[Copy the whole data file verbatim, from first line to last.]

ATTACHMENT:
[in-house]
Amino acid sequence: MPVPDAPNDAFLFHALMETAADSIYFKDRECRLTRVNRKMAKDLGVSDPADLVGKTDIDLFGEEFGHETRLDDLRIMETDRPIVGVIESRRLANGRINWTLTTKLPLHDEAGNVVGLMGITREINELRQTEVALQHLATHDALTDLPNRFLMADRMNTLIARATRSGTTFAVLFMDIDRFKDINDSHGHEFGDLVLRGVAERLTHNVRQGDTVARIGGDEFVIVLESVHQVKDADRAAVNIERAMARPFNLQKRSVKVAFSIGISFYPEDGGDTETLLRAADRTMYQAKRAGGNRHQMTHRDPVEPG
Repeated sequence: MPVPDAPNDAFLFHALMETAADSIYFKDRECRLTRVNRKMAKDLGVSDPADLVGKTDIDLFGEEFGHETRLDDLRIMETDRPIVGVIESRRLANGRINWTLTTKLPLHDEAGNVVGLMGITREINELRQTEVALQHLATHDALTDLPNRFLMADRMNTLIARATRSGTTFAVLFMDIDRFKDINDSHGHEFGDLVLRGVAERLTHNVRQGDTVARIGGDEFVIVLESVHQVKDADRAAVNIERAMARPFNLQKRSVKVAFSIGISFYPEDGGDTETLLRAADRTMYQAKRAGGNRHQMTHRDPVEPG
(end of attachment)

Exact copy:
[in-house]
Amino acid sequence: MPVPDAPNDAFLFHALMETAADSIYFKDRECRLTRVNRKMAKDLGVSDPADLVGKTDIDLFGEEFGHETRLDDLRIMETDRPIVGVIESRRLANGRINWTLTTKLPLHDEAGNVVGLMGITREINELRQTEVALQHLATHDALTDLPNRFLMADRMNTLIARATRSGTTFAVLFMDIDRFKDINDSHGHEFGDLVLRGVAERLTHNVRQGDTVARIGGDEFVIVLESVHQVKDADRAAVNIERAMARPFNLQKRSVKVAFSIGISFYPEDGGDTETLLRAADRTMYQAKRAGGNRHQMTHRDPVEPG
Repeated sequence: MPVPDAPNDAFLFHALMETAADSIYFKDRECRLTRVNRKMAKDLGVSDPADLVGKTDIDLFGEEFGHETRLDDLRIMETDRPIVGVIESRRLANGRINWTLTTKLPLHDEAGNVVGLMGITREINELRQTEVALQHLATHDALTDLPNRFLMADRMNTLIARATRSGTTFAVLFMDIDRFKDINDSHGHEFGDLVLRGVAERLTHNVRQGDTVARIGGDEFVIVLESVHQVKDADRAAVNIERAMARPFNLQKRSVKVAFSIGISFYPEDGGDTETLLRAADRTMYQAKRAGGNRHQMTHRDPVEPG